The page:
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Measuring the quality of documented care given by Swedish midwives during birth.

Kvist, LInda LU ; Damiati, Nada; Rosenqvist, Johanna and Sandin-Bojö, Ann-Kristin (2011) In Midwifery 27. p.188-194
Abstract
OBJECTIVES: to measure the extent to which documented Swedish midwifery care for low-risk labour and birth followed the World Health Organization's (WHO) recommendations for care in normal birth, and to compare midwifery care given to women who's labours were classified as low and high risk. STUDY DESIGN: a retrospective examination of midwifery and medical records, 144 from women with low-risk births and 54 from women with high-risk births, for aspects of pregnancy, labour and birth using a validated instrument based on WHO's recommendations. SETTING: southern Sweden. OUTCOME MEASUREMENTS: care given in accordance with WHO's four categories of practice and changes in risk group during the birth process. FINDINGS: care interventions not... (More)
OBJECTIVES: to measure the extent to which documented Swedish midwifery care for low-risk labour and birth followed the World Health Organization's (WHO) recommendations for care in normal birth, and to compare midwifery care given to women who's labours were classified as low and high risk. STUDY DESIGN: a retrospective examination of midwifery and medical records, 144 from women with low-risk births and 54 from women with high-risk births, for aspects of pregnancy, labour and birth using a validated instrument based on WHO's recommendations. SETTING: southern Sweden. OUTCOME MEASUREMENTS: care given in accordance with WHO's four categories of practice and changes in risk group during the birth process. FINDINGS: care interventions not recommended by WHO, such as routine establishment of an intravenous route, routine amniotomy during the first stage, continuous electronic fetal monitoring and pharmacological methods of pain relief, were widespread in the records. Documented care differed little between the labours of women at low risk and high risk. The midwives at the unit under study did not routinely carry out risk assessment. KEY CONCLUSIONS AND IMPLICATIONS FOR PRACTICE: the mode of care was one of readiness for medical intervention. The act of carrying out risk assessments at the time of the woman's admission may affect awareness of the level of care offered to birthing women, and thus help to reduce the number and variety of practices not recommended by WHO. (Less)
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author
organization
publishing date
type
Contribution to journal
publication status
published
subject
in
Midwifery
volume
27
pages
188 - 194
publisher
Elsevier
external identifiers
  • wos:000297153000002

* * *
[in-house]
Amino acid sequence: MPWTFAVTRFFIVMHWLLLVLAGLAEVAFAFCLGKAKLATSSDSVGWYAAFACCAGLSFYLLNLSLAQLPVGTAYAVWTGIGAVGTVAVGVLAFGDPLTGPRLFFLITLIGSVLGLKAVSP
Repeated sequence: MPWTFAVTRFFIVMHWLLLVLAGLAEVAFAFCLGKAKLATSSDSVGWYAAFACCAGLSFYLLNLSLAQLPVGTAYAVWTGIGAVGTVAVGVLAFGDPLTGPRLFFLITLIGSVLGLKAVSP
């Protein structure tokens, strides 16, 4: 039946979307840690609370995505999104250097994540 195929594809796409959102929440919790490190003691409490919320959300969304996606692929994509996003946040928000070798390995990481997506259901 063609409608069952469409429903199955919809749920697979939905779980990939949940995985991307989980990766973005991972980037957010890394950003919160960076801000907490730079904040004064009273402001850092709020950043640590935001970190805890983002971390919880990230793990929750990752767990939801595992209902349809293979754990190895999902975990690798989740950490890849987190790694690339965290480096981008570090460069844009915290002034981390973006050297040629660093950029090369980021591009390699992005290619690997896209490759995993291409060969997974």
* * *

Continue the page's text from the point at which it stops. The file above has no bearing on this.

• pmid:20833458
  • scopus:81255128360
ISSN
1532-3099
DOI
10.1016/j.midw.2010.07.001
language
English
LU publication?
yes
id
f047a60b-435a-45ee-aa98-bc9c08695c7f (old id 1688293)
alternative location
http://www.ncbi.nlm.nih.gov/pubmed/20833458?dopt=Abstract
date added to LUP
2010-10-05 09:52:33
date last changed
2017-04-23 04:35:05
@article{f047a60b-435a-45ee-aa98-bc9c08695c7f,
  abstract     = {OBJECTIVES: to measure the extent to which documented Swedish midwifery care for low-risk labour and birth followed the World Health Organization's (WHO) recommendations for care in normal birth, and to compare midwifery care given to women who's labours were classified as low and high risk. STUDY DESIGN: a retrospective examination of midwifery and medical records, 144 from women with low-risk births and 54 from women with high-risk births, for aspects of pregnancy, labour and birth using a validated instrument based on WHO's recommendations. SETTING: southern Sweden. OUTCOME MEASUREMENTS: care given in accordance with WHO's four categories of practice and changes in risk group during the birth process. FINDINGS: care interventions not recommended by WHO, such as routine establishment of an intravenous route, routine amniotomy during the first stage, continuous electronic fetal monitoring and pharmacological methods of pain relief, were widespread in the records. Documented care differed little between the labours of women at low risk and high risk. The midwives at the unit under study did not routinely carry out risk assessment. KEY CONCLUSIONS AND IMPLICATIONS FOR PRACTICE: the mode of care was one of readiness for medical intervention. The act of carrying out risk assessments at the time of the woman's admission may affect awareness of the level of care offered to birthing women, and thus help to reduce the number and variety of practices not recommended by WHO.},
  author       = {Kvist, LInda and Damiati, Nada and Rosenqvist, Johanna and Sandin-Bojö, Ann-Kristin},
  issn         = {1532-3099},
  language     = {eng},
  pages        = {188--194},
  publisher    = {Elsevier},
  series       = {Midwifery},
  title        = {Measuring the quality of documented care given by Swedish midwives during birth.},
  url          = {http://dx.doi.org/10.1016/j.midw.2010.07.001},
  volume       = {27},
  year         = {2011},
}